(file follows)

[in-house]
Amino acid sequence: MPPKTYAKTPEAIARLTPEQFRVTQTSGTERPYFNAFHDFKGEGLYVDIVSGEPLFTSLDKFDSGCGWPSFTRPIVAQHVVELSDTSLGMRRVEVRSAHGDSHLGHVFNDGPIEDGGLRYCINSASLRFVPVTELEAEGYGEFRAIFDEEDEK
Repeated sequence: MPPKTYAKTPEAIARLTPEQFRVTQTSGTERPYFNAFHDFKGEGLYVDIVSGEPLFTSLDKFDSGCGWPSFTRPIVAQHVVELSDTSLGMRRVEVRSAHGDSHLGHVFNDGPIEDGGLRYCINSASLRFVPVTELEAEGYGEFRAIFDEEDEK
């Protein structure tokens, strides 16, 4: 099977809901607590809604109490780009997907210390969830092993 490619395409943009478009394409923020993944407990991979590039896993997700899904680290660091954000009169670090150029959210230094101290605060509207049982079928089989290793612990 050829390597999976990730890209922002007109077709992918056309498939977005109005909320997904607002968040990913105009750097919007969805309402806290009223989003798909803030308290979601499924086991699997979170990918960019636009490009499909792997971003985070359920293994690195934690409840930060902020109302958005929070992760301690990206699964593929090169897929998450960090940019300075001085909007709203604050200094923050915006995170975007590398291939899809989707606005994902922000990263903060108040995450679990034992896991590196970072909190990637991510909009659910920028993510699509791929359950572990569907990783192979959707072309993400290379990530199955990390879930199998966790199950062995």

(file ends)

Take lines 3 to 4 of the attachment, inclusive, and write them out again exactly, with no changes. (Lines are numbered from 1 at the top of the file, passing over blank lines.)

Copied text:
Repeated sequence: MPPKTYAKTPEAIARLTPEQFRVTQTSGTERPYFNAFHDFKGEGLYVDIVSGEPLFTSLDKFDSGCGWPSFTRPIVAQHVVELSDTSLGMRRVEVRSAHGDSHLGHVFNDGPIEDGGLRYCINSASLRFVPVTELEAEGYGEFRAIFDEEDEK
């Protein structure tokens, strides 16, 4: 099977809901607590809604109490780009997907210390969830092993 490619395409943009478009394409923020993944407990991979590039896993997700899904680290660091954000009169670090150029959210230094101290605060509207049982079928089989290793612990 050829390597999976990730890209922002007109077709992918056309498939977005109005909320997904607002968040990913105009750097919007969805309402806290009223989003798909803030308290979601499924086991699997979170990918960019636009490009499909792997971003985070359920293994690195934690409840930060902020109302958005929070992760301690990206699964593929090169897929998450960090940019300075001085909007709203604050200094923050915006995170975007590398291939899809989707606005994902922000990263903060108040995450679990034992896991590196970072909190990637991510909009659910920028993510699509791929359950572990569907990783192979959707072309993400290379990530199955990390879930199998966790199950062995």